In efforts to meet with members of Congress over the past decade, we have either received no response or were told, for example by Representative Elijah Cummings’ office (Cummings is currently the ranking minority member of the House Oversight and Government Reform Committee), that he only meets with constituents. We did meet with Diane’s representative, Chris Van Hollen, and his staff. After discussing survivors’ issues over several months, we failed to interest his office in any number of a wide range of inter-related issues including the need to:
- Improve child abuse reporting and data collection,
- Improve related clinical research and treatment including diagnosis and treatment of DID,
- Further protections under the Americans with Disabilities Act, and
- Other legal protections for survivors.
Concerning this last issue, Hastert could not be criminally prosecuted as a child molester because the statute of limitations for his crimes had expired. Hastert’s victims could have pursued him in civil court only because Illinois has comparatively liberal “window laws.”
In many states a victim’s “window” to pursue their perpetrator in court closes quickly. For example, in New York, the window closes five years after the victim turns 18. When the 2013 documentary , “Pursuit of Truth: Adult Survivors of Child Sexual Abuse Seeking Justice,” was released, a film specifically about the inability of survivors to seek justice, we hoped it would serve to stimulate discussion. We were wrong.
We tried to present the film to relevant Congressional committees, at the White House, to Maryland State legislators, and, among others, to the American Bar Association’s Commission on Domestic and Sexual Violence. NO ONE was interested. Lynn Rosenthal, who served up until early this year as the White House Advisor on Violence Against Women, did watch the documentary but refused to present the film to a wider White House audience.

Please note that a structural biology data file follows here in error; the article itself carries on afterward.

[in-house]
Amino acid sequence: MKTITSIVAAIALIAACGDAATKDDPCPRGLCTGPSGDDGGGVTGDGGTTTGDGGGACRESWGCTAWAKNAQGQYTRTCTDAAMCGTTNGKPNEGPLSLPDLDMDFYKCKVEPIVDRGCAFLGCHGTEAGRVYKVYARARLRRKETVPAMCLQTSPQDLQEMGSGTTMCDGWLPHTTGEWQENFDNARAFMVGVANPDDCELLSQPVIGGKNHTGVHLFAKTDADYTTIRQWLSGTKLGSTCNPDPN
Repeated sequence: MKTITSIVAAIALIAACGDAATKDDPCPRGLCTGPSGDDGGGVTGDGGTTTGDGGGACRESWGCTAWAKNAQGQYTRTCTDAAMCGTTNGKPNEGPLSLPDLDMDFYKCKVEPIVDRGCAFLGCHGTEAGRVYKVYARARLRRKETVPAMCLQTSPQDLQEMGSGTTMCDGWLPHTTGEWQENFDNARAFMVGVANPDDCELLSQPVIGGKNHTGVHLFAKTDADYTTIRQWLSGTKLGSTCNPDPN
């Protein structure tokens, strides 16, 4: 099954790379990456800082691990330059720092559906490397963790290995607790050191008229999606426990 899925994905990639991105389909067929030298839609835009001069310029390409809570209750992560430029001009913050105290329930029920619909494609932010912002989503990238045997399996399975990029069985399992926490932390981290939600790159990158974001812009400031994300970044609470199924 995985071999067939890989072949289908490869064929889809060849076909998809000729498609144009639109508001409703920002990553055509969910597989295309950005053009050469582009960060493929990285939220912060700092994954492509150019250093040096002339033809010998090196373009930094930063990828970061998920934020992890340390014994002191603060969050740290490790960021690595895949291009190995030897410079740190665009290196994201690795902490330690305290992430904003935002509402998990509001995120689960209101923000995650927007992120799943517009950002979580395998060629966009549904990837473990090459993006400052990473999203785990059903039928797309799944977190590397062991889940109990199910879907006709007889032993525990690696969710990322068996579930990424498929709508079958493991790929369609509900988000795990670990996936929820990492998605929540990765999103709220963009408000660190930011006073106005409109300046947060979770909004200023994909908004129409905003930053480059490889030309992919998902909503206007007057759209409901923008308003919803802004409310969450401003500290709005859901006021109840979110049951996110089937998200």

Our only success, or related success, was in attaining pro bono legal counsel from a well-established DC law firm. Years later we learned the firm supported our efforts largely because the attorney we initially solicited was, while serving as an altar boy, molested by his priest.
In the federal government’s sentencing recommendations for Mr. Hastert, prosecutors wrote, “He [Hastert] made them feel alone, ashamed, guilty and devoid of dignity. All of them carry the scars the defendant inflicted upon them.” “It is profoundly sad,” prosecutors wrote, the abuse was inflicted by “a man whom they trusted and whom they revered as a member and coach.”
In sentencing Hastert to 15 months in prison, Judge Durkin stated, “nothing is more stunning than having the words “serial molester” and “Speaker of the House” in the same sentence. It is “profoundly sad.” It is not “stunning.” With one exception, the fecklessness of the Congress, the White House, the health care media and leading organizations does not disappoint. The indifference, the ongoing neglect, the failure to even make public comment is exactly what Stanley Tucci’s “Spotlight” character, Mitchell Garabedian, meant when he stated, “If it takes a village to raise a child, it takes a village to abuse one.”
As for Diane’s work, she is now dedicating all her time to opening a community center in inner-city Baltimore to provide non-clinical, social services to adult survivors of child abuse and neglect.
The article’s original name is “About Hastert’s “Known Acts:” The Indifference Is As Disturbing as the Crime;” written by David Introcaso Ph.D.
 Searching The New England Journal of Medicine’s website using the phrases, “child sexual abuse” and “childhood sexual abuse,” yields no related research articles.
 For information concerning Diane Champé’s work, go to https://www.edcinstitute.org/
 Read the NIH Report for “Dissociative Identity Disorder,” see http://www.ncbi.nlm.nih.gov/pubmed/23197123